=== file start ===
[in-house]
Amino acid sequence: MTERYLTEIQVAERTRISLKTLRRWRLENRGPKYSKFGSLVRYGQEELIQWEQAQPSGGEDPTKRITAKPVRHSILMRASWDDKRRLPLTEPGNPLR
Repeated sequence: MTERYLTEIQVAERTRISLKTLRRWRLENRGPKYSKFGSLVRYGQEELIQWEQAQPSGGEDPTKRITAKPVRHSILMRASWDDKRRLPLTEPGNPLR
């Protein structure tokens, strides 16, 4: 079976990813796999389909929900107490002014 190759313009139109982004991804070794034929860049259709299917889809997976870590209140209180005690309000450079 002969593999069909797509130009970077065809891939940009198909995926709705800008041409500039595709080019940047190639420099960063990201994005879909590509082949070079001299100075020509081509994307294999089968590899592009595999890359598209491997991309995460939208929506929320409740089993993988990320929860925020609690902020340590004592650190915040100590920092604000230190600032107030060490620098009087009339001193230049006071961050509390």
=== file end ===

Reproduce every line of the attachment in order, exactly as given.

[in-house]
Amino acid sequence: MTERYLTEIQVAERTRISLKTLRRWRLENRGPKYSKFGSLVRYGQEELIQWEQAQPSGGEDPTKRITAKPVRHSILMRASWDDKRRLPLTEPGNPLR
Repeated sequence: MTERYLTEIQVAERTRISLKTLRRWRLENRGPKYSKFGSLVRYGQEELIQWEQAQPSGGEDPTKRITAKPVRHSILMRASWDDKRRLPLTEPGNPLR
């Protein structure tokens, strides 16, 4: 079976990813796999389909929900107490002014 190759313009139109982004991804070794034929860049259709299917889809997976870590209140209180005690309000450079 002969593999069909797509130009970077065809891939940009198909995926709705800008041409500039595709080019940047190639420099960063990201994005879909590509082949070079001299100075020509081509994307294999089968590899592009595999890359598209491997991309995460939208929506929320409740089993993988990320929860925020609690902020340590004592650190915040100590920092604000230190600032107030060490620098009087009339001193230049006071961050509390």